Three Leaders Represented LDS Views on Family at Vatican
Contributed By Jason Swensen, Church News staff writer
- The conference provided President Eyring, Elder Perry, and Bishop Caussé an invaluable opportunity to represent the Church, make new friends across religious borders, and stand as witnesses of the eternal significance of marriage and families.
A trio of Latter-day Saint leaders traveled to Vatican City—headquarters of the Catholic Church—to participate in a historic, three-day interfaith gathering November 17–19 to reaffirm the centrality of marriage and families in society.
The collection of religious leaders attending “Humanum: An International Interreligious Colloquium on the Complementarity of Man and Woman” was vast and varied. The event included representatives from 14 religious traditions and 23 countries. But the message culminating in their many discussions was, at once, unified and universal: The world needs stronger families.
President Henry B. Eyring, First Counselor in the First Presidency, assumed a prominent role at Humanum—delivering a 20-minute speech November 18 on the sanctity and essential value of marriage between a man and a woman. (See a summary of his talk.)
Pope Francis opened the Vatican conference November 17 by sounding a sobering alarm about instability threatening families across the globe:
“Evidence is mounting that the decline of the marriage culture is associated with increased poverty and a host of other social ills, disproportionately affecting women, children, and the elderly. It is always they who suffer the most in this crisis.”
The conference allowed President Eyring, Elder Perry, and Bishop Caussé an invaluable opportunity to represent the Church, make new friends across religious borders, and, most important, stand as witnesses of the eternal significance of marriage and families.
At the conference’s conclusion, Deseret News editor Paul Edwards sat down in Vatican City with the three LDS leaders to glean their thoughts on the colloquium.
The Latter-day Saint presence at the conference is no coincidence. President Eyring noted that veteran leaders such as Elder Perry had laid the groundwork, making friends over the years with many from the global religious community. But the Church’s involvement here also represented a key beginning.
“There’s much yet to be done,” he said.
A spirit of friendship defined the historical colloquium, observed Bishop Caussé. “We share a common belief in values in favor of families.”
Relationships between The Church of Jesus Christ of Latter-day Saints and other religions were also fortified.
“More cardinals and more representatives of other churches were coming up to me and shaking hands as if I knew them,” said President Eying. “And I think it grew over the conference.”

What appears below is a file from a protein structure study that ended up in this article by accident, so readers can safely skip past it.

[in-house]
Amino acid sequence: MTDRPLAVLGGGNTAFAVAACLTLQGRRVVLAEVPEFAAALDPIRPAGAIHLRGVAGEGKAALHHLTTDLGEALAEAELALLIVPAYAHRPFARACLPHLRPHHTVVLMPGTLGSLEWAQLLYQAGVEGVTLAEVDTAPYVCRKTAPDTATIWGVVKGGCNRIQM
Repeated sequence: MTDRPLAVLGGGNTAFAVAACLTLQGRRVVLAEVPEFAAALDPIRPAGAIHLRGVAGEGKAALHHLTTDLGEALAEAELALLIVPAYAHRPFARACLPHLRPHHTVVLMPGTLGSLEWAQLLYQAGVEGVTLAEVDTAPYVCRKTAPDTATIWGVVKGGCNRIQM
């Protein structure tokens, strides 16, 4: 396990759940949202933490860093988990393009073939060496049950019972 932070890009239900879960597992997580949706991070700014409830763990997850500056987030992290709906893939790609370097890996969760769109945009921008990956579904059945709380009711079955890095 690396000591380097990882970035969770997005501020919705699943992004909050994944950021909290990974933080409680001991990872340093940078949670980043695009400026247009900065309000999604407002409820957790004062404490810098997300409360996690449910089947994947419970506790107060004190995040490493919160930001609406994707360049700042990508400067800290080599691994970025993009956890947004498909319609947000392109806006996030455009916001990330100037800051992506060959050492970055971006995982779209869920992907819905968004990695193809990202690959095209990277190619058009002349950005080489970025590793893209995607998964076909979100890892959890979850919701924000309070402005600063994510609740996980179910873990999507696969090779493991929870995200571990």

Elder Perry spoke of the Catholic Church’s long-established doctrine regarding marriage. Catholic leadership has come to recognize the strength behind the LDS Church’s commitment to marriage and family.
A belief that “the root of good societies are good families” helped unify the colloquium, added President Eyring.
“[Other leaders] began to be excited to see how much we were committed to what they were committed to—that the world needs stronger families,” he said.
Power was found in the combined voices of different religions coming together to champion marriage and families.
“We’re united together on this one fundamental doctrine that’s so essential in our Father in Heaven’s kingdom,” said Elder Perry. “The basic foundation of everything is the family, and I think that by having us together, it brought strength to all.”
So what’s to be gained from the colloquium? What’s next?
“We must start with our own people,” said Elder Perry, “and start teaching it, the fundamental doctrine of family. We have to teach the value of father and mother as the major teachers of the family unit.”
Family prayer and family scripture study remain essential building blocks, added President Eyring.
“We could do more,” he said. “There could be more in families where they really come together to share their testimonies and love.”
Elder Perry also identified a connection between the retreat from marriage and society’s concerns about religious liberty.
“We have to have a religious liberty in order to have the power to declare the doctrines that the Lord has given to us,” he said. “Not only in the pulpits, but to other avenues that we can influence people in the value that this is, that we must have religious freedom in order that the churches can be this conscience that America needs, that the world needs.”
Video clips from Paul Edwards’s interview with the Brethren can be viewed at deseretnews.com.